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dementia

[dih-men-shuh, -shee-uh]
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noun Psychiatry.
  1. severe impairment or loss of intellectual capacity and personality integration, due to the loss of or damage to neurons in the brain.

Origin of dementia

1800–10; < Latin dēmentia madness, equivalent to dēment- out of one's mind (see dement) + -ia noun suffix
Related formsde·men·tial, adjective
Dictionary.com Unabridged Based on the Random House Unabridged Dictionary, © Random House, Inc. 2018

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British Dictionary definitions for dementia

dementia

noun
  1. a state of serious emotional and mental deterioration, of organic or functional origin

Word Origin

C19: from Latin: madness; see dement
Collins English Dictionary - Complete & Unabridged 2012 Digital Edition © William Collins Sons & Co. Ltd. 1979, 1986 © HarperCollins Publishers 1998, 2000, 2003, 2005, 2006, 2007, 2009, 2012

Word Origin and History for dementia

n.

1806, from Latin dementia "madness, distraction, folly," noun of state from dementem, from dementer (see dement). It existed earlier in an anglicized form, demency (1520s), from French démence. Dementia praecox is a Modern Latin form recorded from 1899 in English, 1891 in German, from French démence précoce (1857). See precocious.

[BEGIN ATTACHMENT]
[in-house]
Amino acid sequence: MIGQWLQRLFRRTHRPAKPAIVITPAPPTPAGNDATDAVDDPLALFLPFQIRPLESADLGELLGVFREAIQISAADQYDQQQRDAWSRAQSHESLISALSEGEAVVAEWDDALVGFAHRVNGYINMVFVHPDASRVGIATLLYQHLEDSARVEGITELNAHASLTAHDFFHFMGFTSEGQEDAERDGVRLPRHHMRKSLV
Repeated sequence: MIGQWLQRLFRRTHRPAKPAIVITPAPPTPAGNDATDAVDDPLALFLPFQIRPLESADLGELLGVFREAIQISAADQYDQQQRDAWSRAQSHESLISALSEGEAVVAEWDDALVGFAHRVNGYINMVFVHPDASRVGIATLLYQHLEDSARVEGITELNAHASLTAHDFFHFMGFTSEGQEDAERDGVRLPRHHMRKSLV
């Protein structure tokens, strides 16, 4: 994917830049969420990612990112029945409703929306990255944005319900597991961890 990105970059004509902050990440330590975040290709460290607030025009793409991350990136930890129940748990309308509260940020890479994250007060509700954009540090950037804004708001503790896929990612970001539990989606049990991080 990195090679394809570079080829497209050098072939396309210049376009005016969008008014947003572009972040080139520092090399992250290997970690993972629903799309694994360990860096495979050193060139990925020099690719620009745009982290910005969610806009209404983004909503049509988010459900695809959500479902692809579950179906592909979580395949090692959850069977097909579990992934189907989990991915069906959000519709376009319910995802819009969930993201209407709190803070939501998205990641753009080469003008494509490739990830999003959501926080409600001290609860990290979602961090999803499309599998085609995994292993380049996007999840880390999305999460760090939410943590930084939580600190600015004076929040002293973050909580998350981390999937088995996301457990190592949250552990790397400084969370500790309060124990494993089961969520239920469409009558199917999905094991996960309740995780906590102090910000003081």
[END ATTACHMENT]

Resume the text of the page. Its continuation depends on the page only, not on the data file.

Online Etymology Dictionary, © 2010 Douglas Harper

dementia in Medicine

dementia

(dĭ-mĕnshə)
n.
  1. Deterioration of intellectual faculties, such as memory, concentration, and judgment, resulting from an organic disease or a disorder of the brain, and often accompanied by emotional disturbance and personality changes.
The American Heritage® Stedman's Medical Dictionary Copyright © 2002, 2001, 1995 by Houghton Mifflin Company. Published by Houghton Mifflin Company.

dementia in Science

dementia

[dĭ-mĕnshə]
  1. Deterioration of intellectual faculties, such as memory, concentration, and judgment, sometimes accompanied by emotional disturbance and personality changes. Dementia is caused by organic damage to the brain (as in Alzheimer's disease), head trauma, metabolic disorders, or the presence of a tumor.
The American Heritage® Science Dictionary Copyright © 2011. Published by Houghton Mifflin Harcourt Publishing Company. All rights reserved.